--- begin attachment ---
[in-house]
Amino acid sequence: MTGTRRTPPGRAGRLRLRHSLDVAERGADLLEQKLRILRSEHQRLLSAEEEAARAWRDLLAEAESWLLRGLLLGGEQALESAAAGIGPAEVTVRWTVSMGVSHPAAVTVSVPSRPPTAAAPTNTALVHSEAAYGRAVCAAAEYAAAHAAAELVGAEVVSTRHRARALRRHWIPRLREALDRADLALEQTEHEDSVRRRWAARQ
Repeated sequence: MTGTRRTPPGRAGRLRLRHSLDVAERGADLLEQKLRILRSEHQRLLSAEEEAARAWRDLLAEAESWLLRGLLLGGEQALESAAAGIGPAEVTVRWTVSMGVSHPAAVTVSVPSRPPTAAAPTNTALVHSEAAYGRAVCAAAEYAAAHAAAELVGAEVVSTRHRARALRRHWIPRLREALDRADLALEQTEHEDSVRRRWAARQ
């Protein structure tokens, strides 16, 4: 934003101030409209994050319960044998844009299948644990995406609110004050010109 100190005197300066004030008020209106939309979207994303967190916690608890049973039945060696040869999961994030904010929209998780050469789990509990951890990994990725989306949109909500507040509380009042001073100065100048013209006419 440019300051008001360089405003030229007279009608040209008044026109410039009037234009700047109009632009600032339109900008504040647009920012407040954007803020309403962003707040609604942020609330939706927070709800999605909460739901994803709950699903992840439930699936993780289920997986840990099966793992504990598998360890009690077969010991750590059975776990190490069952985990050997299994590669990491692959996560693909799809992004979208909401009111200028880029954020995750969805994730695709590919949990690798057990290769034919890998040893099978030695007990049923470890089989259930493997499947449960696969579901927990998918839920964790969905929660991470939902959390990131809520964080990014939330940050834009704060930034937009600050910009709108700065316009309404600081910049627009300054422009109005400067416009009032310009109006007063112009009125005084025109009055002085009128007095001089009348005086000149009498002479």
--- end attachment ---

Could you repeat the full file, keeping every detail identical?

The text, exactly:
[in-house]
Amino acid sequence: MTGTRRTPPGRAGRLRLRHSLDVAERGADLLEQKLRILRSEHQRLLSAEEEAARAWRDLLAEAESWLLRGLLLGGEQALESAAAGIGPAEVTVRWTVSMGVSHPAAVTVSVPSRPPTAAAPTNTALVHSEAAYGRAVCAAAEYAAAHAAAELVGAEVVSTRHRARALRRHWIPRLREALDRADLALEQTEHEDSVRRRWAARQ
Repeated sequence: MTGTRRTPPGRAGRLRLRHSLDVAERGADLLEQKLRILRSEHQRLLSAEEEAARAWRDLLAEAESWLLRGLLLGGEQALESAAAGIGPAEVTVRWTVSMGVSHPAAVTVSVPSRPPTAAAPTNTALVHSEAAYGRAVCAAAEYAAAHAAAELVGAEVVSTRHRARALRRHWIPRLREALDRADLALEQTEHEDSVRRRWAARQ
């Protein structure tokens, strides 16, 4: 934003101030409209994050319960044998844009299948644990995406609110004050010109 100190005197300066004030008020209106939309979207994303967190916690608890049973039945060696040869999961994030904010929209998780050469789990509990951890990994990725989306949109909500507040509380009042001073100065100048013209006419 440019300051008001360089405003030229007279009608040209008044026109410039009037234009700047109009632009600032339109900008504040647009920012407040954007803020309403962003707040609604942020609330939706927070709800999605909460739901994803709950699903992840439930699936993780289920997986840990099966793992504990598998360890009690077969010991750590059975776990190490069952985990050997299994590669990491692959996560693909799809992004979208909401009111200028880029954020995750969805994730695709590919949990690798057990290769034919890998040893099978030695007990049923470890089989259930493997499947449960696969579901927990998918839920964790969905929660991470939902959390990131809520964080990014939330940050834009704060930034937009600050910009709108700065316009309404600081910049627009300054422009109005400067416009009032310009109006007063112009009125005084025109009055002085009128007095001089009348005086000149009498002479």